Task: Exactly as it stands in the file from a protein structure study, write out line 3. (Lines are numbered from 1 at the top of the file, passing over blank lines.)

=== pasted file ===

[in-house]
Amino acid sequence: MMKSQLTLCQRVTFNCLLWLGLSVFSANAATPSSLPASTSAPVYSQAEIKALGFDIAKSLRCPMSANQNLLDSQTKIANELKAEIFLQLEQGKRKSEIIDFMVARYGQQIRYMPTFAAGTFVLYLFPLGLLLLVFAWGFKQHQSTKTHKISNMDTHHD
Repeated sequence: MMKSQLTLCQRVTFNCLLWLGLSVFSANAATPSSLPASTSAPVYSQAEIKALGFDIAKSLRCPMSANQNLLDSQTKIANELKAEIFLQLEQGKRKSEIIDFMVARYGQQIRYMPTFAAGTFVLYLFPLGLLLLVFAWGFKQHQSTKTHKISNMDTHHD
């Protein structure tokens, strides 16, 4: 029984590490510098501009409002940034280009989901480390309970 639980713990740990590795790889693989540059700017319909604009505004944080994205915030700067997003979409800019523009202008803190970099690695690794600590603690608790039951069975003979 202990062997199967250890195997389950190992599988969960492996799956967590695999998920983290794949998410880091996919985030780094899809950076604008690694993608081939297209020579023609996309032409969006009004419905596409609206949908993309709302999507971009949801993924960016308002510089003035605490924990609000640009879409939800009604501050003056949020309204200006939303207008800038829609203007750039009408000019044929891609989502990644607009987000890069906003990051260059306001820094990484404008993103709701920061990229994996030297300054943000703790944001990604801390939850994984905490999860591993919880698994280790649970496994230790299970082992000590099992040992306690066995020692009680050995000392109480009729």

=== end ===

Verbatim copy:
Repeated sequence: MMKSQLTLCQRVTFNCLLWLGLSVFSANAATPSSLPASTSAPVYSQAEIKALGFDIAKSLRCPMSANQNLLDSQTKIANELKAEIFLQLEQGKRKSEIIDFMVARYGQQIRYMPTFAAGTFVLYLFPLGLLLLVFAWGFKQHQSTKTHKISNMDTHHD